Clodagh Hawe murder: review to examine Garda probe
Serious case review to be held into Garda response to Hawe family murders
A serious case review will examine the Garda response and investigation into the murder of Clodagh Hawe and her three sons.
Clodagh (39), Liam (13), Niall (11) and Ryan (6) were killed in their home near Ballyjamesduff, Co Cavan, in August 2016 by husband and father Alan Hawe, who subsequently took his own life.
Clodagh's sister Jacqueline Connolly last week told the 'Sunday Independent' of unanswered questions surrounding the killings.
The family are concerned about a reported sighting of Alan Hawe, near the school where he was vice principal, early on the morning of August 29.
The new case review, confirmed by gardaí last night, follows a meeting between Commissioner Drew Harris and Clodagh's family at Garda Headquarters in Dublin.
The review will look at the Garda response to the deaths, rather than the lead-up to the murders themselves. Clodagh's mother and sister welcomed the decision.
"Commissioner Harris told the family that he has appointed Assistant Commissioner Barry O'Brien to conduct a serious case review of the investigation," a Garda spokesperson said.
"The review team will take a number of weeks to establish. Commissioner Harris said the family will be kept informed as the review progresses."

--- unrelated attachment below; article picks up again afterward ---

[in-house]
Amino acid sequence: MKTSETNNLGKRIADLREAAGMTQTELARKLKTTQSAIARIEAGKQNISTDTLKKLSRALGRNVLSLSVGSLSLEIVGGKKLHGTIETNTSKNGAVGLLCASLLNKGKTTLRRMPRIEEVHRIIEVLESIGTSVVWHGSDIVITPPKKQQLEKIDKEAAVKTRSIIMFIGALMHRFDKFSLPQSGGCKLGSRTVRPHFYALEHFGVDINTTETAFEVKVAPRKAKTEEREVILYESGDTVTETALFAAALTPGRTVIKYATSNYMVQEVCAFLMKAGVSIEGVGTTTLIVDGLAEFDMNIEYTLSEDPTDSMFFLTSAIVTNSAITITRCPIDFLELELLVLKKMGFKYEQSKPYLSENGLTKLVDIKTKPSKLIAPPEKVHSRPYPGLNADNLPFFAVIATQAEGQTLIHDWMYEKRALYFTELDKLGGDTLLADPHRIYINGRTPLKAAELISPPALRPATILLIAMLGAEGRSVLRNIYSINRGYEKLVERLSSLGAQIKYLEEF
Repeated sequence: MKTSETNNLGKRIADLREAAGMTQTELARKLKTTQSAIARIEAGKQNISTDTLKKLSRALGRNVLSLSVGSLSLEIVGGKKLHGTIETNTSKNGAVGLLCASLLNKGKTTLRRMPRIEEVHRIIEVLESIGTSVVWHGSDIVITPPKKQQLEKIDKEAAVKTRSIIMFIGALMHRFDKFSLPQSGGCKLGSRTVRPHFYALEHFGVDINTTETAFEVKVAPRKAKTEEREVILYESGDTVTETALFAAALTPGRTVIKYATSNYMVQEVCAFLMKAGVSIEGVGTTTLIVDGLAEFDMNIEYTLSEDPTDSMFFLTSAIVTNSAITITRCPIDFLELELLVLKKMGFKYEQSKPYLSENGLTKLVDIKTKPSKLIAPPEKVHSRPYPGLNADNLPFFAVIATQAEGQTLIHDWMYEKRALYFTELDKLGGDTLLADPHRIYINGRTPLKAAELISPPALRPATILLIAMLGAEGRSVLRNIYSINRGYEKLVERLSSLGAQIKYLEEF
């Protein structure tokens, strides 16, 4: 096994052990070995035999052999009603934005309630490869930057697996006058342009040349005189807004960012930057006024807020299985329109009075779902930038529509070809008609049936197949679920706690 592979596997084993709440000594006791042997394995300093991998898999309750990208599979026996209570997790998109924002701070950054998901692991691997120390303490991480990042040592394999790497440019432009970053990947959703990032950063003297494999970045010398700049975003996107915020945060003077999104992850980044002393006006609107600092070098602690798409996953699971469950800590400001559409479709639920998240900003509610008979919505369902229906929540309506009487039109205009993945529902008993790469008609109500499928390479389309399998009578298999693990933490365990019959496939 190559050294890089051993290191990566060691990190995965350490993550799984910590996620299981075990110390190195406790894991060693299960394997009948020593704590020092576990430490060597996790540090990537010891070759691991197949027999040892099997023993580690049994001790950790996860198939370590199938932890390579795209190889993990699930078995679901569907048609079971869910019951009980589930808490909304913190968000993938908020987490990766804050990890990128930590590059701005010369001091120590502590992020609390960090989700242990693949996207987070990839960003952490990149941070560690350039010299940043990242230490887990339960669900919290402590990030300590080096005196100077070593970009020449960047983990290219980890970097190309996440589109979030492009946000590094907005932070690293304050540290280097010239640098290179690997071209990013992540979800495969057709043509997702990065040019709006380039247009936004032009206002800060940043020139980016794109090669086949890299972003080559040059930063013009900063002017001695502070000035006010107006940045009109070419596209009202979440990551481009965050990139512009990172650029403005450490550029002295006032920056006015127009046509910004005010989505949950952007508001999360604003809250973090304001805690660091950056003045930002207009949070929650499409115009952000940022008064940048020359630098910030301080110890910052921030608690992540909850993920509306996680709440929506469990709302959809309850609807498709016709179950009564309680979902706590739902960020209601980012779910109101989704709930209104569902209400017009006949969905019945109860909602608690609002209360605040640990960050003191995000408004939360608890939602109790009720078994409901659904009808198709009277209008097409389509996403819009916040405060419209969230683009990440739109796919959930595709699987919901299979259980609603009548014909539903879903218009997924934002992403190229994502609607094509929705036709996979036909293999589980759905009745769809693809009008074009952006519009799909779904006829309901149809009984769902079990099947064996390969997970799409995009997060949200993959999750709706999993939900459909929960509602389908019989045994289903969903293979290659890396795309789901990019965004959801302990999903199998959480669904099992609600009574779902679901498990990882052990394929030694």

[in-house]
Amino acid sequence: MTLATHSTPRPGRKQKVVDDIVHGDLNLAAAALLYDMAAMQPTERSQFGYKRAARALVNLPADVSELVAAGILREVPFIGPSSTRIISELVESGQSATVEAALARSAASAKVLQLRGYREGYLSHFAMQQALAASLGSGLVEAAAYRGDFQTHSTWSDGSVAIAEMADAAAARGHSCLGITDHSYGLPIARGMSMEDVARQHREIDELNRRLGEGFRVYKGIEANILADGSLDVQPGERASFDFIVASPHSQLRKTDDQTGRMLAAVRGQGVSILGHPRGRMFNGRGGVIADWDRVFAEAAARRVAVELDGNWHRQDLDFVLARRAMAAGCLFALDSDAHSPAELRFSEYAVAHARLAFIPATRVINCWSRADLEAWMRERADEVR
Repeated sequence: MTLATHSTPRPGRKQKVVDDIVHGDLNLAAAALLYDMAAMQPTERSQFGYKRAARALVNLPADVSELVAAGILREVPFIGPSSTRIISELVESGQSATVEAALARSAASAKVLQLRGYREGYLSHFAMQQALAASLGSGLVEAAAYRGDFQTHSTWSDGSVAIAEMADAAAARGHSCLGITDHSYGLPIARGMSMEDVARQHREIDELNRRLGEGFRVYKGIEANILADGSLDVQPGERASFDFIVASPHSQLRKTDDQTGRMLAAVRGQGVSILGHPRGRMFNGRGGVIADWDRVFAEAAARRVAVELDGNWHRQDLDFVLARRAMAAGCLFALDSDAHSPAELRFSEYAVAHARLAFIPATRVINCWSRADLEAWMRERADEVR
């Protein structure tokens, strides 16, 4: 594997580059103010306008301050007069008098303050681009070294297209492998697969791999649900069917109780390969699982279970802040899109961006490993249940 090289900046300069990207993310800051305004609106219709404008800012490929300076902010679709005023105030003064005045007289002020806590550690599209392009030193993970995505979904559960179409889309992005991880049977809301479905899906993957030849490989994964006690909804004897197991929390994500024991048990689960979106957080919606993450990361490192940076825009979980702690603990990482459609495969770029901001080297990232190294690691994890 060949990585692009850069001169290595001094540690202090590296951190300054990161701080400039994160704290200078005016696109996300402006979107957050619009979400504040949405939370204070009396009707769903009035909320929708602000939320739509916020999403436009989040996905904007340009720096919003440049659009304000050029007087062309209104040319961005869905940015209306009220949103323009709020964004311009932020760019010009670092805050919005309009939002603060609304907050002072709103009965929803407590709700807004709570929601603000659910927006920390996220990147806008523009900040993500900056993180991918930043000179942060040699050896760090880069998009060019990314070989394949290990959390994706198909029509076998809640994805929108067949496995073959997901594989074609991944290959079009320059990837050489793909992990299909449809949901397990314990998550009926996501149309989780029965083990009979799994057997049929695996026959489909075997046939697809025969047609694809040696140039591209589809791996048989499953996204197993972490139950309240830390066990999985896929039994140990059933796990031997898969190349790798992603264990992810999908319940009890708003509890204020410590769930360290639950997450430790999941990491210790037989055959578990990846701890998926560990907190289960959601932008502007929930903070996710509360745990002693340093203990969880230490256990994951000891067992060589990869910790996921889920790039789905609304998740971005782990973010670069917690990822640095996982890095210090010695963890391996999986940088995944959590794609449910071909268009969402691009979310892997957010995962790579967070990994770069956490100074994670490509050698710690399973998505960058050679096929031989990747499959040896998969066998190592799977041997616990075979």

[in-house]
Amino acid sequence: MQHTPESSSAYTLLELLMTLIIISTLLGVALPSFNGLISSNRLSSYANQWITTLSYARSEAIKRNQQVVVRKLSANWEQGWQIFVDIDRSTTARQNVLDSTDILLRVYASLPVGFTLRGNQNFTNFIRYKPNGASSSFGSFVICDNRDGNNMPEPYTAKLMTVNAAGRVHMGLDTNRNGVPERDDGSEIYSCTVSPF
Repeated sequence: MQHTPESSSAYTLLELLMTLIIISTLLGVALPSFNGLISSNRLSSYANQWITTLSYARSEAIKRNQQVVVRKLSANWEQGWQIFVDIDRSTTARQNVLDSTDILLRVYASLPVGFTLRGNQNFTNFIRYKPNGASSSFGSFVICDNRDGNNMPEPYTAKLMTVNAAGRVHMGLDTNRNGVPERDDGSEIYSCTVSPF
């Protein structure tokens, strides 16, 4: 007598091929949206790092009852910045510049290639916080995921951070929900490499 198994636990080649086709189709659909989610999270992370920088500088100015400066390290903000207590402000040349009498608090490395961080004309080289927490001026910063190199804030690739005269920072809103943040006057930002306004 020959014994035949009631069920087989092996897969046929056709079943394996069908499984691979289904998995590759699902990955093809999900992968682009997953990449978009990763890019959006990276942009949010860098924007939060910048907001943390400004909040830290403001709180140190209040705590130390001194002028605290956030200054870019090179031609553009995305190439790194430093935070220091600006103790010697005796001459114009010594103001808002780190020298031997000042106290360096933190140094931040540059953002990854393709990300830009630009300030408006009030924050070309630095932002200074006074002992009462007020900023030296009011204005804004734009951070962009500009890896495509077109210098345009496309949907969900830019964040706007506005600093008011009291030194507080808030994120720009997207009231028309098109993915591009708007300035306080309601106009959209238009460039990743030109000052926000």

Clodagh's mother Mary Coll and sister Jacqueline Connolly attended the meeting.
"We have had a very constructive two-and-a-half hour meeting with the Garda Commissioner," Ms Connolly said.
"He has agreed to conduct a serious case review headed by his Assistant Commissioner Barry O'Brien.
"We look forward to being appraised of that process in two weeks' time.
"Once again, we would like to thank the media for the respectful coverage around Clodagh, Liam, Niall and Ryan and for the support we have received from everyone around the country."
Gardaí described the meeting as being conducted in a "dignified manner".
"It is welcome that the family found it productive and it helped provide clarity for them on some matters," a spokesperson said.
"Commissioner Harris provided the family with information on the criminal investigation undertaken while also respecting the data protection rights and confidentially of those individuals who had given statements to An Garda Síochána in the course of the investigation."
Earlier this year, the family was refused copies of the Garda files from the original investigation into the murders.
They have since been appealing for a new and full inquiry into the murders and to be given access to the Garda files.
They are also calling for a review on Ireland's inheritance law where a spouse can benefit financially from domestic murder.
In an interview with the 'Sunday Independent', Ms Connolly said that in the days and weeks after the shocking killings, they slowly started to learn that as the victims' family they had little rights.
They have also been told by a local man that he saw Alan Hawe driving very close to the school where he was vice principal early on the morning of August 29.
However, Ms Connolly said that they were accused of interfering with a witness when they queried this with gardaí.